Going by anecdotal evidence, it would appear that the two-door Audi A5 range has never risen to the sales stardom of the equivalent Mercedes-Benz C-Class. As we can all agree, my conscious effort of noting who's driving what is not enough to build an opinion from.
Taking a look at 2020's figures reveals those suspicions to be true.
Year to date (January to July) figures for 2020 show that 747 Mercedes-Benz C-Class Coupes and convertibles have reportedly found a home. Since we're on the topic of German two-doors, 228 examples of BMW's outgoing 4 Series have also apparently been homed.
The A5's two-door figure for the same period? 104.
Looking at 2019 tells the same story. For the full year that was, Mercedes-Benz retailed 1423 C-Class two-doors, and BMW 362 renditions of its 4 Series.
Audi's effort? 229.
Me drawing a picture of its performance as third best from a set of three doesn't mean it's bad. In fact, there's a lot to like, and even preference above those other two models.
With the new facelifted version, those reasons just continue to grow depending on the version you're shopping for.
For this test, we'll be driving the 2020 Audi A5 Coupe 45 TFSI quattro S line. The long-winded title translates to this version being the middle of the road for the regular Audi A5 Coupe range. Above this sits the talented Audi S5 Coupe. Below, a front-wheel-drive entry to the range, the A5 40 TFSI S line.
There is an RS 5 model, too, but that's part of the Audi Sport catalogue, and remains a different proposition altogether in terms of both price and performance.
|Engine configuration||In-line 4-cylinder turbocharged petrol|
|Power||183kW @ 6500rpm|
|Torque||370Nm @ 1600-4500rpm|
|Power to weight ratio||107kW / tonne|
|Drive||All wheel drive|
|Transmission||7-speed dual-clutch automatic|
|Fuel consumption (combined cycle)||7.1L / 100km|
|Fuel tank size||58L|
The mid-tier 45 TFSI starts from $79,900 before on-roads and options, actually making it the cheapest of the three German offerings. To step into a three-pointed star product with similar credentials, the C300, costs almost $8500 more, or $88,388 to be on the money. BMW's new-generation 4 Series, in 430i M Sport guise, commences from exactly $9000 more at $88,900.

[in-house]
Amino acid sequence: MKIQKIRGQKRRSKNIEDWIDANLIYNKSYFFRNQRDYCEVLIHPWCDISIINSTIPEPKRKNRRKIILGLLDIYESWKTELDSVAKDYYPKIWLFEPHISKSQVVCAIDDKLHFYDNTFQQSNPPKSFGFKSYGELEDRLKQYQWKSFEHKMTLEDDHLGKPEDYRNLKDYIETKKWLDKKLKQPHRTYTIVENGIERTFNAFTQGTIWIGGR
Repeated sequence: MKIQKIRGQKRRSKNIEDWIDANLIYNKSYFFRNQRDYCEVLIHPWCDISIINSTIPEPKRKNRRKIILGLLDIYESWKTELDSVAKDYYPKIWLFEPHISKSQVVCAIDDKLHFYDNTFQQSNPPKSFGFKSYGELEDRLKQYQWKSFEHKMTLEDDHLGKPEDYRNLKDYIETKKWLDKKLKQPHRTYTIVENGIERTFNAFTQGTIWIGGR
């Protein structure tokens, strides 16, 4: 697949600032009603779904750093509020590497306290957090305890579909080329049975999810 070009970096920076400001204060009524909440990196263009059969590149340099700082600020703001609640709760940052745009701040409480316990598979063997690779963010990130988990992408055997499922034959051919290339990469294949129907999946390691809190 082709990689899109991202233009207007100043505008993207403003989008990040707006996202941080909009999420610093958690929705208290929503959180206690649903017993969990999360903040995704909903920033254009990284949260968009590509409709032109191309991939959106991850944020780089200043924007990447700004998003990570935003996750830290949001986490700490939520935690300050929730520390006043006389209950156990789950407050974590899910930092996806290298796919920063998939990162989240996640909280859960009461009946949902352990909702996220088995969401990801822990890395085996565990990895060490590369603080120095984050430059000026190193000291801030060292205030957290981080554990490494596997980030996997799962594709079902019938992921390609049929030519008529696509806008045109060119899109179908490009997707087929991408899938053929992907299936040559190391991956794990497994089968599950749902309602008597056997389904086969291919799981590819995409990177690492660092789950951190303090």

Our test car had a few options that lifted its final cost up. First was its fantastic 'Turbo Blue' exterior paint for $1990, a Premium Plus package for $4900, and an extended upholstery package for $780.
As tested, the price comes in at $87,570. We'll break down some of what that Premium Plus package entails as we go.
From the outside, its design team hasn't messed with the formula too much for the facelift. The front grille has become more prominent, as have the side intake ducts, now more angular, defined, and framed with their own dedicated bezel. Another nice touch is the introduction of three slits below the centre of the bonnet; a considered nod toward the original Audi Quattro from the 1980s.
As for the overall design, now almost four years old, it still holds its own as beautifully simplistic and minimal. You won't see a junction of multiple shut lines and panel gaps all meeting messily with an Audi A5.
Its taut side body crease flows on to what becomes the bonnet shut line, stripping back any commotion from its profile. The A-pillar actually flows down, underneath the front fender, in order to hide a messy juncture of structure and exterior panel.
All of these sparks of design joy are not obvious in the flesh, but what is obvious is a sense of class. Only when you sit back and begin to pick apart its shape and forms, do you really acknowledge the absolute attention to detail that Audi's designers had bestowed on the A5.
The only intricacies and complexity on the outside can be found on our test car's headlights. As part of the Premium Plus package it benefits from Audi laser light, which as the name suggests employs laser modules in its headlights.
In order to give this option some fanfare, its complex headlight array now features a delicate blue strike through it, which illuminates blue at night.
As far as finding intricate details that juxtapose its beautifully simple lines, that's all I got. Even its standard 19-inch twin five-spoke alloy wheels are simple in form.
All in all, it's an improvement on the outgoing car, and doesn't muck around with the basics that it got so right from the outset.